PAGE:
Saturday, February 12, 2005

Olympus Fashion Week - Day Eight:

Talk about saving the best for last…what a fabulous way to wind up Fashion Week!


Geoffrey Beene Fall 2005 Collection

The spirit of Geoffrey Beene is alive and well and living on West 57th Street. This morning marked the first formal presentation of Swedish born Einar Holiloekk, who has taken over as head designer for Geoffrey Beene. Held at the company’s chic atelier, the clothes were shown on dress forms (as it had been for the last several years) and it did feel very ‘Beene’- there was absolutely no mistaking which design house you were visiting. No surprise there. The talented Mr. Holiloekk has worked diligently as an assistant at Beene on and off since the 80’s, assuming more and more design responsibility in the past few years. Long before his death, Mr. Beene, his mentor, hand picked him to continue on with the legendary label.


Geoffrey Beene Fall 2005 Collection

While the two may have had completely different personalities, in terms of design, they were apparently very much of the same mind - cut from the same cloth you might say. And when I had a chance to interview Einar for fashionlines.com several months ago click here to read article, he stated in no uncertain terms that he was not planning to change anything (certainly not radically and certainly not anytime in the near future). He made no bones about his desire to keep things at the status quo. So, how did that translate today? Well, it was not surprising to see zippers as a major statement- decorating jackets and evening gowns (such as the fabulously molded abbreviated black leather jacket made out of the softest, thinnest, most supple skin one could imagine, and the side zippered red wool jersey draped narrow gown with an arresting back, which began literally as a zipper on a dress form and went on from there).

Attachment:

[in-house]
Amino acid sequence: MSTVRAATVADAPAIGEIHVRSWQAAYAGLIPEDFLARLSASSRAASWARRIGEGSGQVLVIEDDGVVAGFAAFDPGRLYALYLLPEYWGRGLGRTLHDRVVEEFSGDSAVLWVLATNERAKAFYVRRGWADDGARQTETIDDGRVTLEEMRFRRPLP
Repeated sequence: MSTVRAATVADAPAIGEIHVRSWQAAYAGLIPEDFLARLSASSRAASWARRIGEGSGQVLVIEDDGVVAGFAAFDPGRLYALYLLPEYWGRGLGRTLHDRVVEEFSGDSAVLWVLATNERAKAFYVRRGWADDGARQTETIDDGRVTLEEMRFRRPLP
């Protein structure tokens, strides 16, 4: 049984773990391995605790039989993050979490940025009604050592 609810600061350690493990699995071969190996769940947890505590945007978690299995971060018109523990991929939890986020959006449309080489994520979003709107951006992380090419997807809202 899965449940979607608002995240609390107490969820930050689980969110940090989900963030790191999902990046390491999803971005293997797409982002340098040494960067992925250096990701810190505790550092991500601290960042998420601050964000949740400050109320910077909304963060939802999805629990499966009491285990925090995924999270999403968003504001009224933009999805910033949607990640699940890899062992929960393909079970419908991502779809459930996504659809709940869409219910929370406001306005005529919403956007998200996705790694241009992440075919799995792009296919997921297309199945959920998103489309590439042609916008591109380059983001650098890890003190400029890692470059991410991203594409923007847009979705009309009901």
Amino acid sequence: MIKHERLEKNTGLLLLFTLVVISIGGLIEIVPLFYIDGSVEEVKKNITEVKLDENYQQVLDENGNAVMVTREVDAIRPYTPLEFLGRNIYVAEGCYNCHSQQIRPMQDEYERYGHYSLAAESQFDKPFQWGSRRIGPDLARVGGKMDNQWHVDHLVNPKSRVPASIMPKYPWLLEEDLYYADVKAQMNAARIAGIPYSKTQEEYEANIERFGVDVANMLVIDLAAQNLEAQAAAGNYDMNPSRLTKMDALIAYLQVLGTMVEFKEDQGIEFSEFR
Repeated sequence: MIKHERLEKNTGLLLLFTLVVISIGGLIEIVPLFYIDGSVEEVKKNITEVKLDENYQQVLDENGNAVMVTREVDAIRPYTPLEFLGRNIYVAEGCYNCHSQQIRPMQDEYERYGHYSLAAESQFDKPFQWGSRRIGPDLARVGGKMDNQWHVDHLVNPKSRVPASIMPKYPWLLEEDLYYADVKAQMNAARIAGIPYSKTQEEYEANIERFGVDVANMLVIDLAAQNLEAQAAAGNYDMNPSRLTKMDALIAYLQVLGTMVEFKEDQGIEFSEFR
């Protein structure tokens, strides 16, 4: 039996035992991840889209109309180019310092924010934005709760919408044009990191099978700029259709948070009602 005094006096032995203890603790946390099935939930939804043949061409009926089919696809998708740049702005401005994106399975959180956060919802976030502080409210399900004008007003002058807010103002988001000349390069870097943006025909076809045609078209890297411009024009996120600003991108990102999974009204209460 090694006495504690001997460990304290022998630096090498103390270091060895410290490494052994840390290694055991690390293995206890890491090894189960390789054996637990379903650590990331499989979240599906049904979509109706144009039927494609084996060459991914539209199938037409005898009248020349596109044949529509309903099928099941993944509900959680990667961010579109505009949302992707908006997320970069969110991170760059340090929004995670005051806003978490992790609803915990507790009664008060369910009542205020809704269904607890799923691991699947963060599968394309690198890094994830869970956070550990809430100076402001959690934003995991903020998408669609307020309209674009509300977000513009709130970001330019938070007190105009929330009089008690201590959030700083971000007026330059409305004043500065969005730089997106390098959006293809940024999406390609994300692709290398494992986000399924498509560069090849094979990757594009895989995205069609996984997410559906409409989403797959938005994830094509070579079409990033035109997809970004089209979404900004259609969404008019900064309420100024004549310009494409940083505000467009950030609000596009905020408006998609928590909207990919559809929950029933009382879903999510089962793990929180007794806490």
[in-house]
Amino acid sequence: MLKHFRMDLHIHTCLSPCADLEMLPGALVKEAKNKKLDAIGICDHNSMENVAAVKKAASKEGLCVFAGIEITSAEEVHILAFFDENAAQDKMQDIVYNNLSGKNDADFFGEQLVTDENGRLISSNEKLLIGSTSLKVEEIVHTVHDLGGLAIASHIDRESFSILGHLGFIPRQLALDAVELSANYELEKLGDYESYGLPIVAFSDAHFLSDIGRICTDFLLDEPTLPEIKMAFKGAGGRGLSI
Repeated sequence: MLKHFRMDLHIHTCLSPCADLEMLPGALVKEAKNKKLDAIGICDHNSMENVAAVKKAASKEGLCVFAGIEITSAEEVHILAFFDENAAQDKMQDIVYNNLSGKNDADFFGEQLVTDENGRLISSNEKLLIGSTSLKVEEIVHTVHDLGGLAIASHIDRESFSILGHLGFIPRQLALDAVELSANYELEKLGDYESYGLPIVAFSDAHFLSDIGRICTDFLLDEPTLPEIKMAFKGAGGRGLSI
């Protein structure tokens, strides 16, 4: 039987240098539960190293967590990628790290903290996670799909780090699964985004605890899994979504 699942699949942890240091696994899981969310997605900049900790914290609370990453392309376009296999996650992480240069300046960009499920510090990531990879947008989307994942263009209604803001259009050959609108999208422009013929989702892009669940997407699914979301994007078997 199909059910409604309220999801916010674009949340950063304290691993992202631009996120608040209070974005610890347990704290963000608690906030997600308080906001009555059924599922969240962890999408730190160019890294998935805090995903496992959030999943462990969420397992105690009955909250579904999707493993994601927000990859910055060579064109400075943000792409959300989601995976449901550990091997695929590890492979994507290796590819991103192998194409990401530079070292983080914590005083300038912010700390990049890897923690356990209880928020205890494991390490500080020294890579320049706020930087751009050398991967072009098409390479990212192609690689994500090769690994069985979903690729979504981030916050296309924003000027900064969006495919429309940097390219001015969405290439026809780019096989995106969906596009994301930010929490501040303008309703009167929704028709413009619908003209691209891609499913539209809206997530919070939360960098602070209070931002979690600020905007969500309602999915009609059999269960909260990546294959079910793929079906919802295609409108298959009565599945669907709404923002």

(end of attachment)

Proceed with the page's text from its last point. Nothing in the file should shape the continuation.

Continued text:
Geoffrey Beene 2005 Collection